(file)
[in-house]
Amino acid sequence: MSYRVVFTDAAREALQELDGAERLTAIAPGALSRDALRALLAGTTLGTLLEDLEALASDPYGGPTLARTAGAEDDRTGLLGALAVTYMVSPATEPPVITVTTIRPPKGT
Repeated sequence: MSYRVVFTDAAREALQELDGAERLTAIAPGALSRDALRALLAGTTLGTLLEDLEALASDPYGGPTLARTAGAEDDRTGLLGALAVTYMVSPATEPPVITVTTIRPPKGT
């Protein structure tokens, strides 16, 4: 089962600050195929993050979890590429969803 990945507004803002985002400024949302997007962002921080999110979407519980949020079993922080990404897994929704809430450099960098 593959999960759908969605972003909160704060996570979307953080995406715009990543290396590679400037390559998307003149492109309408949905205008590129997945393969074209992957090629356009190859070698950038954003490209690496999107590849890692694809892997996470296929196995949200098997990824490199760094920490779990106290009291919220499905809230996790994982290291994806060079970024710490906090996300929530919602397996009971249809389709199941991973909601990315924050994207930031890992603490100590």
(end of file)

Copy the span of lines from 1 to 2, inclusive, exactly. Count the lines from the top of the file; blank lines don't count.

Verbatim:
[in-house]
Amino acid sequence: MSYRVVFTDAAREALQELDGAERLTAIAPGALSRDALRALLAGTTLGTLLEDLEALASDPYGGPTLARTAGAEDDRTGLLGALAVTYMVSPATEPPVITVTTIRPPKGT